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Thesis vs. Price Action in Day Trading

Trading Blog


November 11, 2020

In January 2020, I was reconsidering several things that I thought I knew about day trading.

To start, I was slowly dabbing into going long.

From the beginning, I was sure that I was much better off being a short-biased seller. It came to me so much easier, and my best strategy to date was the gap down day. Despite winning most of my trades, several things bothered me deeply about shorting.

First, the fees were a huge factor that needed to be considered. Generally speaking, it costs money to borrow shares, and the cost typically varies between 1-5 cents per share. Sometimes, it can be as high as $0.25, and I have missed A-type setups simply because of the insane cost to borrow.

And of course, fees come out of your account no matter if your trade was successful or not. And the more you trade or the bigger your position is, the more you pay. Additionally, the classic 3:1R day trading strategy doesn’t factor in these fees, messing up the P&L chart and the overall gains. 

Price Action in day trading is more important than your thesis

At the same time, going long doesn’t cost you anything. So even though it’s not as natural for me to go long, I’m making progress. I normally practice new strategies with my real account (I’ve discussed the reason in an old blog post), and I risk a really small amount of $10. This way, my worst-case scenario of a lost long-biased trade costs me the same as the mere cost of borrowing at 5c/share on a short-biased trade.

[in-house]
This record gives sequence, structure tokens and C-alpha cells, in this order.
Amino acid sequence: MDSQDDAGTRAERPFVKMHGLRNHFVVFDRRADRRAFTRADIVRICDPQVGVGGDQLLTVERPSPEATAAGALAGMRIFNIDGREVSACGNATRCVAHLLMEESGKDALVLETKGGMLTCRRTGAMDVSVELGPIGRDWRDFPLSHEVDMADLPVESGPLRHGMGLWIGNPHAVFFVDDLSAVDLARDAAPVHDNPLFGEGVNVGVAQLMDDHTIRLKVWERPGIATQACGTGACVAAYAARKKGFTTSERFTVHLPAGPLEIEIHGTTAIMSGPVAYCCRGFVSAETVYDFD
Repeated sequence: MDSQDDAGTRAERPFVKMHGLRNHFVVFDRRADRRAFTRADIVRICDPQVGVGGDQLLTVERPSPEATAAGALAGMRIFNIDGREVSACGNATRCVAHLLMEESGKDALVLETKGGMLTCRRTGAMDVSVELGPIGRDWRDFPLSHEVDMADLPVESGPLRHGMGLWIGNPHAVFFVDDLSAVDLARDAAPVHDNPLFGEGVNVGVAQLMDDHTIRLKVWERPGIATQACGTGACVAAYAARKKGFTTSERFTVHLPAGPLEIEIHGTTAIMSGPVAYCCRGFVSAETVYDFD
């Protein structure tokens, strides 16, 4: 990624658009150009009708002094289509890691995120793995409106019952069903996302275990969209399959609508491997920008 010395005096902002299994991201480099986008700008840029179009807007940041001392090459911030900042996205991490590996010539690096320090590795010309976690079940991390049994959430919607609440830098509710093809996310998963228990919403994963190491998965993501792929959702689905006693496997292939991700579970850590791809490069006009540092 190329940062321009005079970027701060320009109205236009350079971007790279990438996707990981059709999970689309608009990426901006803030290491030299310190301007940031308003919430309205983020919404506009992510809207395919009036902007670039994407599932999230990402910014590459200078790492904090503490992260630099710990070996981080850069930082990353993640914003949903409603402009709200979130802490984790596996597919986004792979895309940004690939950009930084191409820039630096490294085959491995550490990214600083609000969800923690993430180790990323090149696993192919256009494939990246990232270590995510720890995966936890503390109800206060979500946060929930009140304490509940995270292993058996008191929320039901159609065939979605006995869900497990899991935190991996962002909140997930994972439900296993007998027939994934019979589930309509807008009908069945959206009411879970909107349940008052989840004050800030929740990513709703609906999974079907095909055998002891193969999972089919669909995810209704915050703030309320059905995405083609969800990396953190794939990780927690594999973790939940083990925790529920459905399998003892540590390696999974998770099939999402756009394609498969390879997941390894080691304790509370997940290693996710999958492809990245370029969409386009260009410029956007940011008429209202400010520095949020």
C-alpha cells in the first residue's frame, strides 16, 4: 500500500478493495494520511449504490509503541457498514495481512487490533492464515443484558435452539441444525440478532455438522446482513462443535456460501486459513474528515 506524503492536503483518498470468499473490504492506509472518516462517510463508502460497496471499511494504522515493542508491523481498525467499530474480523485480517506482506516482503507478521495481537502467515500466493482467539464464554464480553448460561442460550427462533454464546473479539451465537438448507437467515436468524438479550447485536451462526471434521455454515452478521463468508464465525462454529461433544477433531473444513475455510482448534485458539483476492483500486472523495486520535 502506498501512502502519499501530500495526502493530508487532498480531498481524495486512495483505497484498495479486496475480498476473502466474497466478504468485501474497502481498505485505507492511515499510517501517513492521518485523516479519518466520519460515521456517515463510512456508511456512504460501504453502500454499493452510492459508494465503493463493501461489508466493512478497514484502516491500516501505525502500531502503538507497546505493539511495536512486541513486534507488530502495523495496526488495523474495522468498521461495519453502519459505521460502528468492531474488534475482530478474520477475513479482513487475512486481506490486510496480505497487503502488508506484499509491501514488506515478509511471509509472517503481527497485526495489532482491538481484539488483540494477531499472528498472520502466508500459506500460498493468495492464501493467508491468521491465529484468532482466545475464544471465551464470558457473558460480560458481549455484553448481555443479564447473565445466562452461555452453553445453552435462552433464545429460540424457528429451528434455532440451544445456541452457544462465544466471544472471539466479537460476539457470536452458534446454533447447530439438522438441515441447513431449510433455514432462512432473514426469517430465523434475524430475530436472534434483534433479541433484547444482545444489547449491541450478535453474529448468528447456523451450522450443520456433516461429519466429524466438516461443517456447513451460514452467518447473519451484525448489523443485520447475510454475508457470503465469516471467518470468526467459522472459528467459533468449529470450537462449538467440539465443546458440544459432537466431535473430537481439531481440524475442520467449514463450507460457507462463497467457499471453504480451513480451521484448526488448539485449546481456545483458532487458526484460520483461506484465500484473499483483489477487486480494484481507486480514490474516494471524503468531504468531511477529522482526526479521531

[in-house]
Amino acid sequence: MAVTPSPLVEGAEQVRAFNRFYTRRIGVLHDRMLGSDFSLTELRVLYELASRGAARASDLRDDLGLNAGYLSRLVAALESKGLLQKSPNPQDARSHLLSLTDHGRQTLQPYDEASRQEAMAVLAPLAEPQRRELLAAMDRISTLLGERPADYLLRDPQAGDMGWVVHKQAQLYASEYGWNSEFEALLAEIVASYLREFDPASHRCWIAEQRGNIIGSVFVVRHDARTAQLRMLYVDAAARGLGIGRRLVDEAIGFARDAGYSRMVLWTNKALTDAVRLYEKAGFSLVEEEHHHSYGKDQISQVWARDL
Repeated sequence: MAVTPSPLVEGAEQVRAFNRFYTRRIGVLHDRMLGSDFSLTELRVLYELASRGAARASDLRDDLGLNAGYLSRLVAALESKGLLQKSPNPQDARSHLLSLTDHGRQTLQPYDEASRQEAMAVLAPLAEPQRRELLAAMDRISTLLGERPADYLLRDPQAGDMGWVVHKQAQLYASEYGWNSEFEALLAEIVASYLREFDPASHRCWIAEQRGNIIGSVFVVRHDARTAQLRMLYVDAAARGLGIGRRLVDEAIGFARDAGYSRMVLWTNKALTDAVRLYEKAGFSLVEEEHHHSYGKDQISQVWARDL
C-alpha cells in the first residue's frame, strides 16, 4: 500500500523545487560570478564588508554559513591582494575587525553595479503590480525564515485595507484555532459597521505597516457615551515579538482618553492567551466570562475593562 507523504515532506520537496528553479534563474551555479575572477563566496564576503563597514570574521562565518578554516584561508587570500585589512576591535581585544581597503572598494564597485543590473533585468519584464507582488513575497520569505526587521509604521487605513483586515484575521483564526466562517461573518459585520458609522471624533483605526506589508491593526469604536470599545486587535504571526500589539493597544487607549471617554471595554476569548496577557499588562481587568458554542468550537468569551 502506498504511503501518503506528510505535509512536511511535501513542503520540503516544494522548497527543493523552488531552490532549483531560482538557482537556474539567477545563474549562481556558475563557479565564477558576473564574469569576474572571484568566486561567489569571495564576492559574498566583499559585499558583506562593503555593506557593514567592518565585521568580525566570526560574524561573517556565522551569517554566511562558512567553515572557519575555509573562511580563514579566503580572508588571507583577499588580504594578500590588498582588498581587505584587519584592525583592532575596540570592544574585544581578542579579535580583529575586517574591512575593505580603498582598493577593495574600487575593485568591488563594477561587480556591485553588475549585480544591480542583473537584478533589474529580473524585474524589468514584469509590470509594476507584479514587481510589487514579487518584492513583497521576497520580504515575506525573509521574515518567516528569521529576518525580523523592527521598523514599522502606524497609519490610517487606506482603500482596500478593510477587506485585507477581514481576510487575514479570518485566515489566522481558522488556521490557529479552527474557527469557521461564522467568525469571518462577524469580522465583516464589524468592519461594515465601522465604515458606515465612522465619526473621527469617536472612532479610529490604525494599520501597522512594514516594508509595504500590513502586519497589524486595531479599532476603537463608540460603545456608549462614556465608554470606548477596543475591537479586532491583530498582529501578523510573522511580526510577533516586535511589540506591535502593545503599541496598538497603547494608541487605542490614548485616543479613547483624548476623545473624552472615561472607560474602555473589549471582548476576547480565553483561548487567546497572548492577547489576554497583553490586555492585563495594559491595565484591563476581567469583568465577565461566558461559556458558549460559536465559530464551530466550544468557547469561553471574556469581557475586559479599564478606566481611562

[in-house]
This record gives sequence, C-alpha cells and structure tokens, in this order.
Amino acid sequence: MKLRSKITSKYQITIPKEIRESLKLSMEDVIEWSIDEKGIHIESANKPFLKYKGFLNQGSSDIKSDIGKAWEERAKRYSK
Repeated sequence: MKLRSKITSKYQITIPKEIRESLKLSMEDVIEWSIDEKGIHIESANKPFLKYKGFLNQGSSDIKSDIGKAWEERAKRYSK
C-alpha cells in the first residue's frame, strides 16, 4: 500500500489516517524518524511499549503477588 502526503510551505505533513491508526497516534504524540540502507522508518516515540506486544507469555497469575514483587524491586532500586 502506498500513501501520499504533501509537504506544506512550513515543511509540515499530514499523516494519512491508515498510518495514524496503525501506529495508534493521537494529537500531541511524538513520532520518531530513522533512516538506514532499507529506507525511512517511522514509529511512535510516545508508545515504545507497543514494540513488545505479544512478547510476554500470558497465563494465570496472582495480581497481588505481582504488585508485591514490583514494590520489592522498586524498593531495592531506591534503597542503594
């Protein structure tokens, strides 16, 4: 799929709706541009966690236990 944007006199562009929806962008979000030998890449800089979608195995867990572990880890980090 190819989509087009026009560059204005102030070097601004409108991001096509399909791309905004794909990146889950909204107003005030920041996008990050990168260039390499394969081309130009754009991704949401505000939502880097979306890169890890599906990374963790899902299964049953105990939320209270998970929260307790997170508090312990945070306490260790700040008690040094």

Secondly, I’ve noticed that some of my habits were not working out too well. I’ve always struggled with sticking to the 1:3 risk-reward strategy. However, that applied to both shorting and longing. The bad habit that was messing up my short game was placing too much faith in warrants and news.

Don’t get me wrong: as a trader, you need to pay attention to the red flags and other markers that come along when you’re tracking and trading stocks. No matter if you’re trading in the OTC land or messing with the big caps, important news and events can be a catalyst that dramatically drives the stock price up or down. In one of my latest videos, I explain how it works on the $APVO example. Still, warrants and smaller news don’t always immediately affect all stocks. You have to follow the price action first and watch out for a confirmation of sorts instead of following your thesis blindly.

I used to treat warrants as a clear indicator that the stock price is about to go down and that I needed to short that ticker right away. This strategy has backfired many times, and I’ve been burnt enough to finally learn my lesson. Eventually, I had to accept that it was never a black and white situation. Rather, warrants and news are just more things to pay attention to.

For example, the stock would be definitively trading upwards and be strong, yet I’d short it because of a warrant. Now I realize that t’s not enough of an indicator. If the price is on the rise and I see a warrant pop up, now I wait for another signal to confirm my theory rather than enter the trade on the short side of things.

Again, including warrants and other signals into your decision-making process is not wrong. The thesis that a warrant may drive the stock price down still holds. However, basing your decision solely on warrants and their expected effect is not wise since many more factors are at play.

Now I pay far more attention to the price action and how the pattern unfolds. Day trading is more complicated than any “if-then” algorithm. At any given time, there are multiple variables that influence how the ticker moves, and every event has its consequences. But it doesn’t mean that the same event will trigger the same kind of impact or even the intensity of that consequence in a different situation.